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SCMP: Ethnic Chinese targeted for votes

20/5/2001 7:28 am Sun

[Jika PAS berjaya mendekati kaum Cina, BN dijangka akan kalah teruk dalam pilihanraya umum nanti. PAS harus lebih agresif dalam hal ini kerana Mahathir sudahpun mula mengorak langkah untuk mendapatkan sokongan kaum Cina melalui perlantikkan penasihat khas nanti. - Editor]

The South China Morning Post, HK
19th May 2001

Ethnic Chinese targeted for votes

Islamic opposition party leader wades through pig farm in bid to win electoral support


Bearded and wearing a turban, the leader of Malaysia's powerful fundamentalist Islamic opposition party recently visited a piggery and chatted amiably to ethnic Chinese farmers.

Yesterday, aides to Prime Minister Mahathir Mohamad confirmed he will appoint one new staff member, maybe two, to advise him directly on ethnic Chinese concerns.

With three years to go before the next general elections, the battle has begun for the support of one of Malaysia's most important political constituencies - the more than 30 per cent of the country's 22 million people who are ethnic Chinese.

The community's political clout has skyrocketed since a split emerged in the Malay Muslim community, which has eroded support for Dr Mahathir's United Malays National Organisation (Umno) and strengthened the fundamentalist Parti Islam se-Malaysia (PAS).

The split was triggered by Dr Mahathir's firing of his deputy Anwar Ibrahim in 1998, and Anwar's subsequent trials for s###my and corruption. Anwar was convicted and is serving a 15-year prison term. He claims the charges were part of a conspiracy to stop him from challenging Dr Mahathir, who has led Malaysia since 1981. Dr Mahathir denies it.

At general elections in 1999, Malays - more than 60 per cent of the population and Umno's traditional power base - delivered control of two states to PAS, which also tripled its seats in Parliament and made inroads in several other provinces including Dr Mahathir's home state of Kedah.

More than 60 per cent of ethnic Chinese votes went to Dr Mahathir's coalition Government, which includes two parties with strong ethnic Chinese links, delivering it the two-thirds majority in Parliament it needs to rule.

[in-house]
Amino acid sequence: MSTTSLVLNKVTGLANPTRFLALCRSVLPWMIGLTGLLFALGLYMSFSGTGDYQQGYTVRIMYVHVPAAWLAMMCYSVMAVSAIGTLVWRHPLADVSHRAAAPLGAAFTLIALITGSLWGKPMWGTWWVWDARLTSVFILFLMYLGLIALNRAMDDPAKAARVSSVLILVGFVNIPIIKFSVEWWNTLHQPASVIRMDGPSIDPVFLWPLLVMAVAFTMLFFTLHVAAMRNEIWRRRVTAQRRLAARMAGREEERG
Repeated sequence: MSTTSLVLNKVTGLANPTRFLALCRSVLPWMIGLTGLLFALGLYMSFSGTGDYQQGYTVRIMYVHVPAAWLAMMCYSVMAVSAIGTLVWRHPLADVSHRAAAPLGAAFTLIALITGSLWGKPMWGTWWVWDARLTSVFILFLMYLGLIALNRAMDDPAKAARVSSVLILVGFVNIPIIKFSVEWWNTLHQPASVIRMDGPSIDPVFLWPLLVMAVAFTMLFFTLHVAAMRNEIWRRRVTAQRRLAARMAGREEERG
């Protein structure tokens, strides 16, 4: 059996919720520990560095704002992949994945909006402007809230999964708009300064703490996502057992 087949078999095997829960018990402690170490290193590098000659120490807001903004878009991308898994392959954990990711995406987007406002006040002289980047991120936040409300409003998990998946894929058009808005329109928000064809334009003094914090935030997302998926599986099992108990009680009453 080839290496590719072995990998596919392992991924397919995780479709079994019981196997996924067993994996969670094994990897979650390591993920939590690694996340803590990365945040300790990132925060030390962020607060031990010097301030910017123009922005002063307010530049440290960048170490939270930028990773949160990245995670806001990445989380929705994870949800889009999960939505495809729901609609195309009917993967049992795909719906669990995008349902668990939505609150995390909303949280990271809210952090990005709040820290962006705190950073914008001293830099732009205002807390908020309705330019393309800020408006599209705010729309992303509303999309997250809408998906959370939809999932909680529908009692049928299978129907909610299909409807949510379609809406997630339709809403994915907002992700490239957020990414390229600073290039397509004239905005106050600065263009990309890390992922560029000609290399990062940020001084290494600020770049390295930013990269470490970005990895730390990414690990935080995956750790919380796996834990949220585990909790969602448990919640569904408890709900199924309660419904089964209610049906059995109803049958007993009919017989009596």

Umno has tried to paint PAS as extremists and play on fears among ethnic Chinese about how they would be treated by a government led by Islamic fundamentalists. Candidates from the Democratic Action Party, PAS allies in an opposition coalition, lost heavily to government candidates at the 1999 elections.

Since then, the DAP and PAS have worked hand in hand to soothe ethnic Chinese concerns. While it maintains its basic tenet that Malaysia should become an Islamic state, PAS insists it will not discriminate against non-Muslims and has softened its ideological line in some areas.

"We must win the hearts of the non-Muslims, especially the Chinese, if we are truly to be an alternative to the Government," said Nasaruddin Mat Isa, the party's secretary-general.

When leader Nik Aziz Nik Mat toured Malaysia's pork-producing heartland in March, it signalled his party's strategic shift and set alarm bells ringing for Dr Mahathir. Pork is taboo in Islam. "Be careful of this party," Dr Mahathir told Umno members last week. "PAS is willing to even wade through pig farms just to win the Chinese support."

In the two states where PAS governs, liquor sales are restricted to non-Muslims and gambling and unisex pubs are banned. Muslim women are required to cover their heads, and supermarket checkout queues are segregated by gender. But Ronnie Liu, DAP's national spokesman, said that non-Muslims have not been discriminated against.

"Yes, the DAP is still against an Islamic state," Mr Liu said. "But we can work together on common interests such as justice and equality and show the Chinese that PAS is not against non-Muslims."

The political jockeying comes amid simmering dissatisfaction among ethnic Chinese about government policies which give special privileges to ethnic Malays in education, government jobs and business. The policies, instituted after race riots in 1969 triggered by Malay resentment at the economic dominance of ethnic Chinese, are questioned by ethnic Chinese who say advancement should be based on merit.

While Dr Mahathir earlier this year branded Chinese pressure groups communists for demanding an end to positive discrimination, PAS officials held unprecedented talks with Chinese community leaders. When Dr Mahathir sought talks with PAS leaders on Malay unity, it imposed preconditions, which scuttled the talks.